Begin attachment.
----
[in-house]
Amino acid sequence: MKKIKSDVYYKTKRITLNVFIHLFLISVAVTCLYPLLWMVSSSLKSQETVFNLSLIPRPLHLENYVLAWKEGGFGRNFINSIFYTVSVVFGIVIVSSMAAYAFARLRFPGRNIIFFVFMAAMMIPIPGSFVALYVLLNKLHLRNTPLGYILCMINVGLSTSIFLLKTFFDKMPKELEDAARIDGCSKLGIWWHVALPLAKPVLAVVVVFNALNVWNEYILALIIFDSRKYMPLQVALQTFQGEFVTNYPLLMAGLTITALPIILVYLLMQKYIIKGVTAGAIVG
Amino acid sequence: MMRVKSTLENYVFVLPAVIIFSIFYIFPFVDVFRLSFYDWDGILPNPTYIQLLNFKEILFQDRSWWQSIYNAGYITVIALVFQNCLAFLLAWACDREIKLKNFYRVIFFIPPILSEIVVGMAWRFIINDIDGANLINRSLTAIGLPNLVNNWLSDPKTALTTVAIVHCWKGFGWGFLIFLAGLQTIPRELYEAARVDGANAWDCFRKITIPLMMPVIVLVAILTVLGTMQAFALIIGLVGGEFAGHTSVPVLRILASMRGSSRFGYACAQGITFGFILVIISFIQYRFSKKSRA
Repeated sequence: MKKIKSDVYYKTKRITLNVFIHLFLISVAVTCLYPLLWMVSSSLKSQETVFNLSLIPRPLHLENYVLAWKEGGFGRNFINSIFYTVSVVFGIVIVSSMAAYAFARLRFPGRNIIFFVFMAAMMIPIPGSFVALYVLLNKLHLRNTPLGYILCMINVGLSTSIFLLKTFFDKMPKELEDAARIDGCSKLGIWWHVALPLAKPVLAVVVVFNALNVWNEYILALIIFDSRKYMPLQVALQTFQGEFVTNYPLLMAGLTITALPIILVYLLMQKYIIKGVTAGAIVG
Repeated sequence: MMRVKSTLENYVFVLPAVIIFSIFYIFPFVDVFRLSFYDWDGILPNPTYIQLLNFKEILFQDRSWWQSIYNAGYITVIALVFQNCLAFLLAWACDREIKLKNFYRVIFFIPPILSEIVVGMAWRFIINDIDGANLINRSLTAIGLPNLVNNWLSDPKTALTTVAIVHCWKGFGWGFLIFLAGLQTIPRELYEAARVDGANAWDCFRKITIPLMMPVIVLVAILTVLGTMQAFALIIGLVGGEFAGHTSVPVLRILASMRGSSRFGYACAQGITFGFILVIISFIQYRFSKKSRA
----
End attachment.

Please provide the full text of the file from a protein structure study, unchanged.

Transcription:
[in-house]
Amino acid sequence: MKKIKSDVYYKTKRITLNVFIHLFLISVAVTCLYPLLWMVSSSLKSQETVFNLSLIPRPLHLENYVLAWKEGGFGRNFINSIFYTVSVVFGIVIVSSMAAYAFARLRFPGRNIIFFVFMAAMMIPIPGSFVALYVLLNKLHLRNTPLGYILCMINVGLSTSIFLLKTFFDKMPKELEDAARIDGCSKLGIWWHVALPLAKPVLAVVVVFNALNVWNEYILALIIFDSRKYMPLQVALQTFQGEFVTNYPLLMAGLTITALPIILVYLLMQKYIIKGVTAGAIVG
Amino acid sequence: MMRVKSTLENYVFVLPAVIIFSIFYIFPFVDVFRLSFYDWDGILPNPTYIQLLNFKEILFQDRSWWQSIYNAGYITVIALVFQNCLAFLLAWACDREIKLKNFYRVIFFIPPILSEIVVGMAWRFIINDIDGANLINRSLTAIGLPNLVNNWLSDPKTALTTVAIVHCWKGFGWGFLIFLAGLQTIPRELYEAARVDGANAWDCFRKITIPLMMPVIVLVAILTVLGTMQAFALIIGLVGGEFAGHTSVPVLRILASMRGSSRFGYACAQGITFGFILVIISFIQYRFSKKSRA
Repeated sequence: MKKIKSDVYYKTKRITLNVFIHLFLISVAVTCLYPLLWMVSSSLKSQETVFNLSLIPRPLHLENYVLAWKEGGFGRNFINSIFYTVSVVFGIVIVSSMAAYAFARLRFPGRNIIFFVFMAAMMIPIPGSFVALYVLLNKLHLRNTPLGYILCMINVGLSTSIFLLKTFFDKMPKELEDAARIDGCSKLGIWWHVALPLAKPVLAVVVVFNALNVWNEYILALIIFDSRKYMPLQVALQTFQGEFVTNYPLLMAGLTITALPIILVYLLMQKYIIKGVTAGAIVG
Repeated sequence: MMRVKSTLENYVFVLPAVIIFSIFYIFPFVDVFRLSFYDWDGILPNPTYIQLLNFKEILFQDRSWWQSIYNAGYITVIALVFQNCLAFLLAWACDREIKLKNFYRVIFFIPPILSEIVVGMAWRFIINDIDGANLINRSLTAIGLPNLVNNWLSDPKTALTTVAIVHCWKGFGWGFLIFLAGLQTIPRELYEAARVDGANAWDCFRKITIPLMMPVIVLVAILTVLGTMQAFALIIGLVGGEFAGHTSVPVLRILASMRGSSRFGYACAQGITFGFILVIISFIQYRFSKKSRA